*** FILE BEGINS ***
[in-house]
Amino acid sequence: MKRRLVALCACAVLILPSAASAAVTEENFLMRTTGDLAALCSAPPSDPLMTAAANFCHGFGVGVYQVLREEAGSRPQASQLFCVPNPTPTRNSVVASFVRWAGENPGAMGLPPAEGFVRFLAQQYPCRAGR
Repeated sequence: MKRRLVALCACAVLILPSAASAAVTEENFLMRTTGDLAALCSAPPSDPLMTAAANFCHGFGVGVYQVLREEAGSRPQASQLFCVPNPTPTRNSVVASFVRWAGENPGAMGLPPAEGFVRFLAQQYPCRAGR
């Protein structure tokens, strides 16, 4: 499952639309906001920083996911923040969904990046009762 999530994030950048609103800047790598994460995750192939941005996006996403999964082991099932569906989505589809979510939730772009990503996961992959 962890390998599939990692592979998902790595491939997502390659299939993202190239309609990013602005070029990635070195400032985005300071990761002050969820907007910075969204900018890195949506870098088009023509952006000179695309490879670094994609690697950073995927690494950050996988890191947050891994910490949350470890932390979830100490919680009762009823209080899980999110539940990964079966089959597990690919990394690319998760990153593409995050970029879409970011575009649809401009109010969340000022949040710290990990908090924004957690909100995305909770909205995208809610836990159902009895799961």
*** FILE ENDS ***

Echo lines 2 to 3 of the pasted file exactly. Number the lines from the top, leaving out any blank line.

Amino acid sequence: MKRRLVALCACAVLILPSAASAAVTEENFLMRTTGDLAALCSAPPSDPLMTAAANFCHGFGVGVYQVLREEAGSRPQASQLFCVPNPTPTRNSVVASFVRWAGENPGAMGLPPAEGFVRFLAQQYPCRAGR
Repeated sequence: MKRRLVALCACAVLILPSAASAAVTEENFLMRTTGDLAALCSAPPSDPLMTAAANFCHGFGVGVYQVLREEAGSRPQASQLFCVPNPTPTRNSVVASFVRWAGENPGAMGLPPAEGFVRFLAQQYPCRAGR